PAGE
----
I'm not entirely sure that's a good thing. Other forms of art frequently force me to pause and consider my inevitable fate. But games so often gloss over death. Corpses fade into nothingness. Lives end without so much as a tear. Even the demise of Aeris in Final Fantasy VII left me cold. I just didn't feel the connection.
L.A. Noire is the first game I've played in ages that has made me truly feel the gut-punch of death. And I wonder if I'll ever be able to look at games the same way.
At first I played L.A. Noire with the arms-length distance of Cole Phelps. I treated cases with the cool professionalism of a detective in a police procedural. I examined corpses, scoured crime scenes for clues and worked over suspects until they spilled the beans.
But when I first encountered the potential handiwork of the Black Dahlia all that changed. Like others have observed the crime scenes you encounter during these cases are quite disturbing. The bodies of the female victims are naked and bloody, resting in the grass or under the shade of a pepper tree. When Phelps examines the corpse he doesn't just squat over the body -- he straddles them. They're intimate moments the like of which you never see in games. Games have done sex for better or for worse. But this is something entirely different.
There's something profoundly sad about the way the women's faces look when Phelps tenderly grabs them by the face and angles their heads for a better look at their injuries. Phelps may be a hard-ass and a stickler for the rule of law. But I read a kind of tenderness in these examinations. A kind of respect.
Games like Gears of War 3, for example, represent the other end of the spectrum. When playing the beta this spring I remember being amazed by the game's over-the-top executions. There's one where your character straddles the enemy and punches him in the face over and over and over again. I imagine one game designer at Epic asking another, "Do you think this goes on too long?" To which the other replies, "Add one more punch and you're good to go."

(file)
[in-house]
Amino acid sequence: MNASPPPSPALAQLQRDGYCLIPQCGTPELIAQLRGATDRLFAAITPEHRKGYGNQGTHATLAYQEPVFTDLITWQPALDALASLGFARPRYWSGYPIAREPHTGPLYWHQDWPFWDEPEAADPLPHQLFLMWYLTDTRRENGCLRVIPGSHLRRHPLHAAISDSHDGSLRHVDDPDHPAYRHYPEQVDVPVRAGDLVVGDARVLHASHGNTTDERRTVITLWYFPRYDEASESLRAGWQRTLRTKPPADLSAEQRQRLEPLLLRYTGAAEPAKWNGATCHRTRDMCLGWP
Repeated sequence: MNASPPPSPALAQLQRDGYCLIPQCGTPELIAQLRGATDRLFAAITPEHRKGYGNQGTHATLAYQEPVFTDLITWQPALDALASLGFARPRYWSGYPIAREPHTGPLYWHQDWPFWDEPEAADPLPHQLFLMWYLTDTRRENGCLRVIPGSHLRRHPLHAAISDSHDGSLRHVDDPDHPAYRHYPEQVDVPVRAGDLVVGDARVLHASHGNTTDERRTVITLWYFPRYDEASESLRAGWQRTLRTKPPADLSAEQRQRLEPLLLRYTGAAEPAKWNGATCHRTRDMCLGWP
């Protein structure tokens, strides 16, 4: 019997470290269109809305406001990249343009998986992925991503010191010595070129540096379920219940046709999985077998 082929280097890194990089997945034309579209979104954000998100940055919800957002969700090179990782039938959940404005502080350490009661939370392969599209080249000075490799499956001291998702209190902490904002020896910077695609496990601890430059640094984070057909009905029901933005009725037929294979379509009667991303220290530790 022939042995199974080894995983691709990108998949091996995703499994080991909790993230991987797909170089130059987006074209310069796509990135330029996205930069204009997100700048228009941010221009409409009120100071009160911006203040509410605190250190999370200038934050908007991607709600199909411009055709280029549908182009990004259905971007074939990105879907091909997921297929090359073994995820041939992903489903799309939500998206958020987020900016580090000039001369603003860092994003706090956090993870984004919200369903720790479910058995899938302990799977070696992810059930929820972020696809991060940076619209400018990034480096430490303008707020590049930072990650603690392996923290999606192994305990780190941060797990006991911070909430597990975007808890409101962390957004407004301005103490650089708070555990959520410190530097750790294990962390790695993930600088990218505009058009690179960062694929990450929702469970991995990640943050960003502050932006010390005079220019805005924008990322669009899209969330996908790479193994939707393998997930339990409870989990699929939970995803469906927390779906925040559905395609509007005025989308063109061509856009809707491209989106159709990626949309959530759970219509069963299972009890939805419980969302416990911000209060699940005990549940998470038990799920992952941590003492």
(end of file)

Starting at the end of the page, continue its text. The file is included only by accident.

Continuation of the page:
I'm so used to seeing rag-doll bodies tossed around like toys. And seeing them broken into bloody gibs and kicked around the floor like so much litter. L.A. Noire more than dabbles in that kind of death. When I play Cole never turns down a call. And all of those patrol cases usually end with a gunfight and a call to Central for an ambulance.
Midway through the case of The Golden Butterfly I meet the daughter of a victim. Michelle Moller is a clean-cut young girl with good posture and a serious face. It is Cole Phelps' job to tell her that her mother has died. Not surprisingly the girl bursts into tears upon hearing the news. It's a heavy moment -- one that feels genuine. The scene feels a million miles away from the triple-dotted ellipsis that once passed for introspective moments in the role-playing games of yore. Actress Abigail Mavity's performance is heartbreaking. I can read the pain on her face and I can hear it in her voice.
I'm not sure if I can go back now. I was one of the few who was able to suspend disbelief and feel a little bit of the agony that Dominic Santiago felt in Gears of War 2 when he was finally reunited with his wife. But that kind of limp puppetry doesn't feel like it will work any more.
After the intimate, dare I say, mature treatment of death and its aftermath that I encountered in L.A. Noire games are going to have to do better from here out. I'm still going to be okay with the grand guignol gore of your average shooter. But if you want me to feel something you're going to have to live up to what Rockstar has accomplished here. And please, game-makers, make me feel something.
Pretension +1 is a weekly column by Gus Mastrapa that explores the cultural impact of video games, pausing only occasionally to kick hornets nests.